Blood moves around the body through long thin tubes called blood vessels. Another type of fluid called lymph which contains waste and immune cells moves around the body through specialized vessels called lymphatics. The term lymphovascular invasion is used to describe tumour cells that are found inside a blood or lymphatic vessel. Lymphovascular invasion is important because these cells are able to metastasize (spread) to other parts of the body such as lymph nodes.

lymphovascular invasion

What is a margin?

In order to remove a tumour from the lung, normal lung tissue, blood vessels, and airways all have to be cut. Any tissue that is cut when removing a tumour is called a margin and all margins are examined closely for any microscopic evidence of tumour. Margins will only be described in your report after the entire tumour has been removed.

For squamous cell carcinoma, a margin is considered positive when there are tumour cells at the edge of the cut tissue. If no tumour cells are seen at any of the cut edges of tissue, the margins are called negative. A positive margin is associated with a higher risk that the tumour will re-grow (local recurrence) in the same site after treatment.

Margin

What are lymph nodes​?

Lymph nodes are small immune organs located throughout the body. Tumour cells can travel from the tumour to a lymph node through lymphatic channels located in and around the tumour (see Lymphovascular invasion above). The movement of tumour cells from the tumour to a lymph node is called metastasis.

Lymph nodes from the neck, chest, and lungs may be removed at the same time as the tumour. These lymph nodes are divided into areas called stations. There are 14 different stations in the neck, chest, and lungs. Your pathology report will describe the number of lymph nodes examined from each station.

Lymph node stations

Stations that may be described in your report:

  • Station 1 – Lower cervical, supraclavicular, and sternal notch lymph nodes.
  • Station 2 – Upper paratracheal lymph nodes.
  • Station 3 – Prevascular and retrotracheal lymph nodes.
  • Station 4 – Lower paratracheal lymph nodes.
  • Station 5 – Subaortic lymph nodes (aortopulmonary window).
  • Station 6 – Paraaortic lymph nodes (ascending aorta or phrenic).
  • Station 7 – Subcarinal lymph nodes.
  • Station 8 – Paraesophageal lymph nodes (below carina).
  • Station 9 – Pulmonary ligament lymph nodes.
  • Station 10 – Hilar lymph nodes.
  • Station 11 – Interlobar lymph nodes.
  • Station 12 – Lobar lymph nodes.
  • Station 13 – Segmental lymph nodes.
  • Station 14 – Subsegmental lymph nodes.

Your pathologist will carefully examine each lymph node for tumour cells. Lymph nodes that contain tumour cells are often called positive while those that do not contain any tumour cells are called negative. If tumour cells are found in a lymph node, the station of the positive lymph node will be described in your report.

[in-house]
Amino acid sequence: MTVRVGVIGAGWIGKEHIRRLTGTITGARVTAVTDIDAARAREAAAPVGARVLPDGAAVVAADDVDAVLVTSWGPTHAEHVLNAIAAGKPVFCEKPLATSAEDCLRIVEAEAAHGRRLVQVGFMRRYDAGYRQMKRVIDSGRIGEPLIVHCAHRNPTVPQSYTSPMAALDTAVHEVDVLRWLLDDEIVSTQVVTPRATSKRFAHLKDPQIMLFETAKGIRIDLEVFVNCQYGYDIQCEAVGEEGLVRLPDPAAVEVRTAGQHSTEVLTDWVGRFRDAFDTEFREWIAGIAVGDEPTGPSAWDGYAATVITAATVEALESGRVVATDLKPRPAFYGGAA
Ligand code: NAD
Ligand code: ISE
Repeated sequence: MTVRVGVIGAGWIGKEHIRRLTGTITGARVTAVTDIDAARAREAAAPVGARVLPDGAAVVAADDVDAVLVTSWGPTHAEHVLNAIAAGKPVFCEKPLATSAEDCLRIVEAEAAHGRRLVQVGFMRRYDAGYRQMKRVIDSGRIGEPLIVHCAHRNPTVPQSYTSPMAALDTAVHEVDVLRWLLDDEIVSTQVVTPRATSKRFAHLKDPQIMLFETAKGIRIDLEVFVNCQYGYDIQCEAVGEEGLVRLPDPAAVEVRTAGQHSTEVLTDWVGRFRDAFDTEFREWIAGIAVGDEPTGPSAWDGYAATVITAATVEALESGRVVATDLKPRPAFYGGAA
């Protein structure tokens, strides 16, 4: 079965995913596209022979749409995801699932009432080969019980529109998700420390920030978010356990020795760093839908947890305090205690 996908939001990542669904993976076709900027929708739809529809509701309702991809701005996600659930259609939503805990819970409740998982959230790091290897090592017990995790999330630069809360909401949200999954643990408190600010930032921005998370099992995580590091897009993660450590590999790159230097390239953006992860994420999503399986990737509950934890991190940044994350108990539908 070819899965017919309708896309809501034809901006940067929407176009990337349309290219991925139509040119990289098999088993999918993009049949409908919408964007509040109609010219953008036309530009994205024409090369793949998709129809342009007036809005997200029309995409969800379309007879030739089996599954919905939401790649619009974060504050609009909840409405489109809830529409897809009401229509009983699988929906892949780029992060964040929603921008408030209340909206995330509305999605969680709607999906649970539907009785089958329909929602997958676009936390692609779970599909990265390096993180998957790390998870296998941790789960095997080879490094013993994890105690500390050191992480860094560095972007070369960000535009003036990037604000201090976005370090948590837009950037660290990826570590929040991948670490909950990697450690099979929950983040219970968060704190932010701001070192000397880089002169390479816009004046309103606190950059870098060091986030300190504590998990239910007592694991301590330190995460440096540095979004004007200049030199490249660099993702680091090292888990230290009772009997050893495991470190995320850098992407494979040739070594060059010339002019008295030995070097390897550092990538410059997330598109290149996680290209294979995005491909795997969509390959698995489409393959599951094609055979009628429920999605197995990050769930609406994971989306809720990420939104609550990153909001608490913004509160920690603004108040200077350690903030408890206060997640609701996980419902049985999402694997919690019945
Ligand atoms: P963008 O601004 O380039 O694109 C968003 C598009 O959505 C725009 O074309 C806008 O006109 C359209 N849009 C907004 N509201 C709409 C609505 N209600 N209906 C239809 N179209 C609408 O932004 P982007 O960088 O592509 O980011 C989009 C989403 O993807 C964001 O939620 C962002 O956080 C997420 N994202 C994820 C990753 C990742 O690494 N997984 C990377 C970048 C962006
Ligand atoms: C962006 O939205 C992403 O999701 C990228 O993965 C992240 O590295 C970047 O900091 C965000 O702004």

Finding tumour cells in a lymph node increases the nodal stage (see Pathologic stage below) and is associated with a worse prognosis. The nodal stage selected will depend on where the lymph node with tumour cells was located (the station).

How do pathologists determine the pathologic stage (pTNM) for squamous cell carcinoma of the lungs?

​The pathologic stage for squamous cell carcinoma is based on the TNM staging system, an internationally recognized system originally created by the American Joint Committee on Cancer. This system uses information about the primary tumour (T), lymph nodes (N), and distant metastatic disease (M)  to determine the complete pathologic stage (pTNM). Your pathologist will examine the tissue submitted and give each part a number. In general, a higher number means more advanced disease and a worse prognosis.

Tumour stage (pT) for squamous cell carcinoma of the lung

Squamous cell carcinoma is given a tumour stage between 1 and 4 based on the size of the tumour, the number of tumours found in the tissue examined, and whether the tumour has broken through the pleural or has spread to organs around the lungs.

Lung SCC staging

Nodal stage (pN) for squamous cell carcinoma of the lung

Squamous cell carcinoma is given a nodal stage between 0 and 3 based on the presence or absence of cancer cells in a lymph node and the location of the lymph nodes that contain tumour cells.

  • NX – No lymph nodes were sent for pathologic examination.
  • N0 – No tumour cells were found in any of the lymph nodes examine
  • N1 – Tumourcells were found in at least one lymph node from inside the lung or around the large airways leading into the lung. This stage includes stations 10 through 14.
  • N2 – Tumour cells were found in at least one lymph node from the tissue in the middle of the chest and around the large airways. This stage includes stations 7 through 9.
  • N3 – Tumour cells were found in the neck or in any lymph nodes on the side of the body opposite (contralateral) to the tumour. This stage includes stations 1 through 6.
Metastatic stage (pM) for squamous cell carcinoma of the lung

Squamous cell carcinoma is given a metastatic stage of 0 or 1 based on the presence of tumour cells in the lung on the opposite side of the body or at a distant body site (for example the brain). The metastatic stage can only be determined if tissue from the opposite lung or distant site is sent for pathological examination. Because this tissue is rarely present, the metastatic stage cannot be determined and is listed as pMX.